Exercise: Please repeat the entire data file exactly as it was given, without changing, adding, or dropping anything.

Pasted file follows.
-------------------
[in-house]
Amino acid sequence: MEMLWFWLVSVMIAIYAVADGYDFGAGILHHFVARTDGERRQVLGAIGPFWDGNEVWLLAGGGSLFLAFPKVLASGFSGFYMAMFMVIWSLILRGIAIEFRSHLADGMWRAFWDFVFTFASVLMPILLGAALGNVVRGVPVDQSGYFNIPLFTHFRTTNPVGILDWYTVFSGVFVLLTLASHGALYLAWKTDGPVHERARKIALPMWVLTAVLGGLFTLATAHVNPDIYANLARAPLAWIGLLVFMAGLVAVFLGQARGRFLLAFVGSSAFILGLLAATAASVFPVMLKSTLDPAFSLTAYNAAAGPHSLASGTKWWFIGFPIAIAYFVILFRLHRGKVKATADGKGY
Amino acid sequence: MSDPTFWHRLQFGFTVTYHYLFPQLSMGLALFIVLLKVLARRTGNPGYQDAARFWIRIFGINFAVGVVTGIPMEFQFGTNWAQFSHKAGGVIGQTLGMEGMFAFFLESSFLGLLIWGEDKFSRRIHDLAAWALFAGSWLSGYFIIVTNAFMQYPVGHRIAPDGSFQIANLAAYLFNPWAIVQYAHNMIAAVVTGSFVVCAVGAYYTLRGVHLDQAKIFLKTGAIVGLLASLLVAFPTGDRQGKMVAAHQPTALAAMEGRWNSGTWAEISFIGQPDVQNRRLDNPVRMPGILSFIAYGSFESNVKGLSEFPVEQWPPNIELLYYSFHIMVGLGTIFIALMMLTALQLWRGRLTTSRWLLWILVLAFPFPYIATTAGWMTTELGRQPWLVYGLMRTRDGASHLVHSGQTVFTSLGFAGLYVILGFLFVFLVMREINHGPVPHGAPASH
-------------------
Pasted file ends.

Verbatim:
[in-house]
Amino acid sequence: MEMLWFWLVSVMIAIYAVADGYDFGAGILHHFVARTDGERRQVLGAIGPFWDGNEVWLLAGGGSLFLAFPKVLASGFSGFYMAMFMVIWSLILRGIAIEFRSHLADGMWRAFWDFVFTFASVLMPILLGAALGNVVRGVPVDQSGYFNIPLFTHFRTTNPVGILDWYTVFSGVFVLLTLASHGALYLAWKTDGPVHERARKIALPMWVLTAVLGGLFTLATAHVNPDIYANLARAPLAWIGLLVFMAGLVAVFLGQARGRFLLAFVGSSAFILGLLAATAASVFPVMLKSTLDPAFSLTAYNAAAGPHSLASGTKWWFIGFPIAIAYFVILFRLHRGKVKATADGKGY
Amino acid sequence: MSDPTFWHRLQFGFTVTYHYLFPQLSMGLALFIVLLKVLARRTGNPGYQDAARFWIRIFGINFAVGVVTGIPMEFQFGTNWAQFSHKAGGVIGQTLGMEGMFAFFLESSFLGLLIWGEDKFSRRIHDLAAWALFAGSWLSGYFIIVTNAFMQYPVGHRIAPDGSFQIANLAAYLFNPWAIVQYAHNMIAAVVTGSFVVCAVGAYYTLRGVHLDQAKIFLKTGAIVGLLASLLVAFPTGDRQGKMVAAHQPTALAAMEGRWNSGTWAEISFIGQPDVQNRRLDNPVRMPGILSFIAYGSFESNVKGLSEFPVEQWPPNIELLYYSFHIMVGLGTIFIALMMLTALQLWRGRLTTSRWLLWILVLAFPFPYIATTAGWMTTELGRQPWLVYGLMRTRDGASHLVHSGQTVFTSLGFAGLYVILGFLFVFLVMREINHGPVPHGAPASH